What exactly does selling at absolute auction mean?
The word “absolute” in regard to auctions legally means the subject property is selling without reserve. Without reserve means several things including no minimum bid, no seller confirmation, no right of withdrawal after a bid is placed …, no seller bidding, no “canvassing bidders” to see if we’re going to open the auction, and the like.
On the contrary, selling without reserve means the seller has the genuine intent to transfer to the highest bidder regardless of price as we discuss everywhere we travel, including the National Auctioneers Association’s Accredited Auctioneer of Real Estate designation class.
Therefore an advertisement that something is selling absolute with a minimum bid of $1,100 per acre is intentional misrepresentation at minimum, and unquestionably false advertising.
This advertisement and their auctioneers — and all others like them — want the power of the word “absolute” to attract bidders with the safety of a minimum bid to protect the seller. Such advertisements indeed protect the auctioneer and seller, except against lawsuits, regulatory investigations and less-than-true-maximum price discovery.
While this marketing piece isn’t even a bit creative, we did give partial credit (but were still critical) in 2010 when we looked at an “Absolute auction over $90,000.” You can read our thoughts on that here:https://mikebrandlyauctioneer.wordpress.com/2010/05/15/auction-absolute-over-90000-opening-bid/
When auctioneers argue that the word “absolute” is so misused that it has lost its meaning in the public’s eye, here’s a great example which supports their theory. To stop such misrepresentation, one could submit that auctioneer licensing has merit.
A licensing regulatory agency could take issue with this and go so far as to obtain a court injunction and/or suspend or revoke licenses to keep it from happening again. Yet, there are laws in every state in the United States which prohibit this above advertisement with or without auctioneer licensing.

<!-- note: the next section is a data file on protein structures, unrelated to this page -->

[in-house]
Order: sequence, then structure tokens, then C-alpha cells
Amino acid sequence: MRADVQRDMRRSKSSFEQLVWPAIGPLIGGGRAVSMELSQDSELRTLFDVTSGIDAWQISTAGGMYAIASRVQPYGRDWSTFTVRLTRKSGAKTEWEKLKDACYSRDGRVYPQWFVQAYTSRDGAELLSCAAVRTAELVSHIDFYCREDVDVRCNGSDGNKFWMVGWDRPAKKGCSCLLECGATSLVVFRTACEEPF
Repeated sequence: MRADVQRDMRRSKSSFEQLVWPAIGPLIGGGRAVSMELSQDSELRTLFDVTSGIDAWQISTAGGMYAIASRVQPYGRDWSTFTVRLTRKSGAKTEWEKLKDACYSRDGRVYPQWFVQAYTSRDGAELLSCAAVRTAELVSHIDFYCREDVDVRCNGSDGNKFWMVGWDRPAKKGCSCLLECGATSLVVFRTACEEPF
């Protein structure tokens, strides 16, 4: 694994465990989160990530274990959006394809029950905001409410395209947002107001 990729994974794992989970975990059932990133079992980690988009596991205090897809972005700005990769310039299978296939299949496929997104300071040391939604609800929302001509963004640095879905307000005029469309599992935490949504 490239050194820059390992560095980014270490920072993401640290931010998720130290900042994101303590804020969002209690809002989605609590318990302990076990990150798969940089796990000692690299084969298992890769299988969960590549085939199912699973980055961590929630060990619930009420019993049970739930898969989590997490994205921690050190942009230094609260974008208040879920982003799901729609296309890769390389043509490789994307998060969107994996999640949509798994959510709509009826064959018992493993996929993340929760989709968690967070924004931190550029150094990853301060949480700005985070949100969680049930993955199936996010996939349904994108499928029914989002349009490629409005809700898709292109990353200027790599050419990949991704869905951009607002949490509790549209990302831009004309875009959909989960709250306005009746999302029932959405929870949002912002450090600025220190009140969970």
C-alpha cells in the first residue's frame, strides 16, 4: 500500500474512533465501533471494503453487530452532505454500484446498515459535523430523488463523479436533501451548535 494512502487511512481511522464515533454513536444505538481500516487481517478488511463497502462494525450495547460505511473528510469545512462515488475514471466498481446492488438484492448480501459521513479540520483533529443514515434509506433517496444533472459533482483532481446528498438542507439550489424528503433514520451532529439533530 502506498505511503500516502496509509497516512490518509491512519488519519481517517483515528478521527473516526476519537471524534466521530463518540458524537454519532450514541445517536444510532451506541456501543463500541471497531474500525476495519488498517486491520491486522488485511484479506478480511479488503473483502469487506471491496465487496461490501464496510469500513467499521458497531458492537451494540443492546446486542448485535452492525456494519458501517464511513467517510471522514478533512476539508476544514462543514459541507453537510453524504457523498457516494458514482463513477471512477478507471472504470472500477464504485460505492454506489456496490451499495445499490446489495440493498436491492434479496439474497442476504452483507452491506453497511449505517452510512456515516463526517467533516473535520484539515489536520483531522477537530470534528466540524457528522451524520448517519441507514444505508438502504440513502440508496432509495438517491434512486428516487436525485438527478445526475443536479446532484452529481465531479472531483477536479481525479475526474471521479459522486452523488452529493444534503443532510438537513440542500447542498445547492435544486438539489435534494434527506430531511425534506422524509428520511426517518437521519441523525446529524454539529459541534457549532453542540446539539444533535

Here we previously discussed the merits and related issues with statewide auctioneer licensing:https://mikebrandlyauctioneer.wordpress.com/2009/12/25/auctioneer-licensing-good-or-bad/
We also note this is a “Private auction?” and bids are only received by “Telephone?” Assuming there would be sufficient demand for over 1,120 acres in Kansas, this would appear to be less than savvy way to maximize price; in fact, we suspect this method would/will/did produce less than market value.
Relatedly, it is sometimes prudent to conduct a “sealed bid-type” auction when there is likely insufficient interest in the property. We discuss this as well at the National Auctioneers Association’s Accredited Auctioneer of Real Estate designation class:https://mikebrandlyauctioneer.wordpress.com/2017/03/07/is-accepting-sealed-bids-an-auction/
Mike Brandly, Auctioneer, CAI, AARE has been an auctioneer and certified appraiser for over 30 years. His company’s auctions are located at: Mike Brandly, Auctioneer, RES Auction Services and Goodwill Columbus Car Auction. He serves as Distinguished Faculty at Hondros College of Business, Executive Director of The Ohio Auction School, an Instructor at the National Auctioneers Association’s Designation Academy and Faculty at the Certified Auctioneers Institute held at Indiana University.
The original article and image can be found here.
This article has been published with permission from the author.